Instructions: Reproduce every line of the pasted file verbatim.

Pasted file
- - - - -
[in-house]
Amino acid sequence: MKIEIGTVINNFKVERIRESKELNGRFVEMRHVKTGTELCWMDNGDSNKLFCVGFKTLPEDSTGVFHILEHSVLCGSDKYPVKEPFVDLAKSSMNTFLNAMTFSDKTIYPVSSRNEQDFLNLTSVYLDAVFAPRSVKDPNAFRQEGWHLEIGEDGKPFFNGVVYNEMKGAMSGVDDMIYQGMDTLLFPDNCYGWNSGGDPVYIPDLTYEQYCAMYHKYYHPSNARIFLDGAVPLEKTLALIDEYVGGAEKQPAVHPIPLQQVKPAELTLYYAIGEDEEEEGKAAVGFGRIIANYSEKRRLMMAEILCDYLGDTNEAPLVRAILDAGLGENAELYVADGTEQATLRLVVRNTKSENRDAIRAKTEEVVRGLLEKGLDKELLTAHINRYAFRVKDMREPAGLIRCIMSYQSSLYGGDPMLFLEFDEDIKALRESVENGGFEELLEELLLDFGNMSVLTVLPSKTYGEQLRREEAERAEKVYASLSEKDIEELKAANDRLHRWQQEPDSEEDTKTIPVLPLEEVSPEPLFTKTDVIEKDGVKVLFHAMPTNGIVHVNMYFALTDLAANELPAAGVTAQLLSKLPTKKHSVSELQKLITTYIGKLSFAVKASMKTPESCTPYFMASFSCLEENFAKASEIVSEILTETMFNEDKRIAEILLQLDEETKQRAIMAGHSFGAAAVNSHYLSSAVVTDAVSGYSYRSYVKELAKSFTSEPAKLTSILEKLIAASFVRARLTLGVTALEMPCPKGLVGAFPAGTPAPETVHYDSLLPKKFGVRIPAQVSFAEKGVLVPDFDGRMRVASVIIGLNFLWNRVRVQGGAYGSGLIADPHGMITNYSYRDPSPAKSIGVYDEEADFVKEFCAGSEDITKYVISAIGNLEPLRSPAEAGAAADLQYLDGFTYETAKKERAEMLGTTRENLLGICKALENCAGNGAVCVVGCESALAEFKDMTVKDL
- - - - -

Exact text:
[in-house]
Amino acid sequence: MKIEIGTVINNFKVERIRESKELNGRFVEMRHVKTGTELCWMDNGDSNKLFCVGFKTLPEDSTGVFHILEHSVLCGSDKYPVKEPFVDLAKSSMNTFLNAMTFSDKTIYPVSSRNEQDFLNLTSVYLDAVFAPRSVKDPNAFRQEGWHLEIGEDGKPFFNGVVYNEMKGAMSGVDDMIYQGMDTLLFPDNCYGWNSGGDPVYIPDLTYEQYCAMYHKYYHPSNARIFLDGAVPLEKTLALIDEYVGGAEKQPAVHPIPLQQVKPAELTLYYAIGEDEEEEGKAAVGFGRIIANYSEKRRLMMAEILCDYLGDTNEAPLVRAILDAGLGENAELYVADGTEQATLRLVVRNTKSENRDAIRAKTEEVVRGLLEKGLDKELLTAHINRYAFRVKDMREPAGLIRCIMSYQSSLYGGDPMLFLEFDEDIKALRESVENGGFEELLEELLLDFGNMSVLTVLPSKTYGEQLRREEAERAEKVYASLSEKDIEELKAANDRLHRWQQEPDSEEDTKTIPVLPLEEVSPEPLFTKTDVIEKDGVKVLFHAMPTNGIVHVNMYFALTDLAANELPAAGVTAQLLSKLPTKKHSVSELQKLITTYIGKLSFAVKASMKTPESCTPYFMASFSCLEENFAKASEIVSEILTETMFNEDKRIAEILLQLDEETKQRAIMAGHSFGAAAVNSHYLSSAVVTDAVSGYSYRSYVKELAKSFTSEPAKLTSILEKLIAASFVRARLTLGVTALEMPCPKGLVGAFPAGTPAPETVHYDSLLPKKFGVRIPAQVSFAEKGVLVPDFDGRMRVASVIIGLNFLWNRVRVQGGAYGSGLIADPHGMITNYSYRDPSPAKSIGVYDEEADFVKEFCAGSEDITKYVISAIGNLEPLRSPAEAGAAADLQYLDGFTYETAKKERAEMLGTTRENLLGICKALENCAGNGAVCVVGCESALAEFKDMTVKDL